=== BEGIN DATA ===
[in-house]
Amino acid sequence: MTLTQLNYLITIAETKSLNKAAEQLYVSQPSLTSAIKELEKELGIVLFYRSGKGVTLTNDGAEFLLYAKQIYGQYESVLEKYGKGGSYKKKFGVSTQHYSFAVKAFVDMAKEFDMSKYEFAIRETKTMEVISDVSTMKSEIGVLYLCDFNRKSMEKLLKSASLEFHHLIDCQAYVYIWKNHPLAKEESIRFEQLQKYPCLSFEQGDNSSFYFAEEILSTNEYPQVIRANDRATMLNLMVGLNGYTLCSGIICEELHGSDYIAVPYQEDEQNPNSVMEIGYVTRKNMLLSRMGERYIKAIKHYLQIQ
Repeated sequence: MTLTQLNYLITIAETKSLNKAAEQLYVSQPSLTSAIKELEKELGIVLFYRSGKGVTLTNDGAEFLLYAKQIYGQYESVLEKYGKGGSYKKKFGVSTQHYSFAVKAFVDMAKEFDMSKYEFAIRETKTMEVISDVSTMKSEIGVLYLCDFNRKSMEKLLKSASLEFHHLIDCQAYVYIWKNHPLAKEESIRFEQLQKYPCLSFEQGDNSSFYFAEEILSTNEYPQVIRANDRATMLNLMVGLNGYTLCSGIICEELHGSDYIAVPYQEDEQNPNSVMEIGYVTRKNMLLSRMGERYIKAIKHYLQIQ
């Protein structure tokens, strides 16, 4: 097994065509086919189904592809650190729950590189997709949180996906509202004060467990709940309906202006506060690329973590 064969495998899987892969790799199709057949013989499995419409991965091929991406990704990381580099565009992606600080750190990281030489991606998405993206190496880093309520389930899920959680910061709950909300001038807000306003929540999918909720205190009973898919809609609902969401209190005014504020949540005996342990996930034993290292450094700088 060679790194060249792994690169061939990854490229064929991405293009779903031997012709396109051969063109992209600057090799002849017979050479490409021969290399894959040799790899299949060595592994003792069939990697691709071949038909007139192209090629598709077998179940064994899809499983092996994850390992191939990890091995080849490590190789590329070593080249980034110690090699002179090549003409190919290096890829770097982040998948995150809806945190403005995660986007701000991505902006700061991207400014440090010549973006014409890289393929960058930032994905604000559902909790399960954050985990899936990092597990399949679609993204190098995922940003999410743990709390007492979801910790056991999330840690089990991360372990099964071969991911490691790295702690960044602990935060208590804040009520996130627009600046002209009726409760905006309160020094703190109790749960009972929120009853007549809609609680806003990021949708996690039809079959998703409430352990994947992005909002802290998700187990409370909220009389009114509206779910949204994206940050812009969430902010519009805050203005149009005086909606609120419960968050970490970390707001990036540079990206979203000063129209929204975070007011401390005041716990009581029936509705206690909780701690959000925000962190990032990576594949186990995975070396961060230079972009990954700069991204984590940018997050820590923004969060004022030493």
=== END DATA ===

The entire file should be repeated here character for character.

[in-house]
Amino acid sequence: MTLTQLNYLITIAETKSLNKAAEQLYVSQPSLTSAIKELEKELGIVLFYRSGKGVTLTNDGAEFLLYAKQIYGQYESVLEKYGKGGSYKKKFGVSTQHYSFAVKAFVDMAKEFDMSKYEFAIRETKTMEVISDVSTMKSEIGVLYLCDFNRKSMEKLLKSASLEFHHLIDCQAYVYIWKNHPLAKEESIRFEQLQKYPCLSFEQGDNSSFYFAEEILSTNEYPQVIRANDRATMLNLMVGLNGYTLCSGIICEELHGSDYIAVPYQEDEQNPNSVMEIGYVTRKNMLLSRMGERYIKAIKHYLQIQ
Repeated sequence: MTLTQLNYLITIAETKSLNKAAEQLYVSQPSLTSAIKELEKELGIVLFYRSGKGVTLTNDGAEFLLYAKQIYGQYESVLEKYGKGGSYKKKFGVSTQHYSFAVKAFVDMAKEFDMSKYEFAIRETKTMEVISDVSTMKSEIGVLYLCDFNRKSMEKLLKSASLEFHHLIDCQAYVYIWKNHPLAKEESIRFEQLQKYPCLSFEQGDNSSFYFAEEILSTNEYPQVIRANDRATMLNLMVGLNGYTLCSGIICEELHGSDYIAVPYQEDEQNPNSVMEIGYVTRKNMLLSRMGERYIKAIKHYLQIQ
């Protein structure tokens, strides 16, 4: 097994065509086919189904592809650190729950590189997709949180996906509202004060467990709940309906202006506060690329973590 064969495998899987892969790799199709057949013989499995419409991965091929991406990704990381580099565009992606600080750190990281030489991606998405993206190496880093309520389930899920959680910061709950909300001038807000306003929540999918909720205190009973898919809609609902969401209190005014504020949540005996342990996930034993290292450094700088 060679790194060249792994690169061939990854490229064929991405293009779903031997012709396109051969063109992209600057090799002849017979050479490409021969290399894959040799790899299949060595592994003792069939990697691709071949038909007139192209090629598709077998179940064994899809499983092996994850390992191939990890091995080849490590190789590329070593080249980034110690090699002179090549003409190919290096890829770097982040998948995150809806945190403005995660986007701000991505902006700061991207400014440090010549973006014409890289393929960058930032994905604000559902909790399960954050985990899936990092597990399949679609993204190098995922940003999410743990709390007492979801910790056991999330840690089990991360372990099964071969991911490691790295702690960044602990935060208590804040009520996130627009600046002209009726409760905006309160020094703190109790749960009972929120009853007549809609609680806003990021949708996690039809079959998703409430352990994947992005909002802290998700187990409370909220009389009114509206779910949204994206940050812009969430902010519009805050203005149009005086909606609120419960968050970490970390707001990036540079990206979203000063129209929204975070007011401390005041716990009581029936509705206690909780701690959000925000962190990032990576594949186990995975070396961060230079972009990954700069991204984590940018997050820590923004969060004022030493």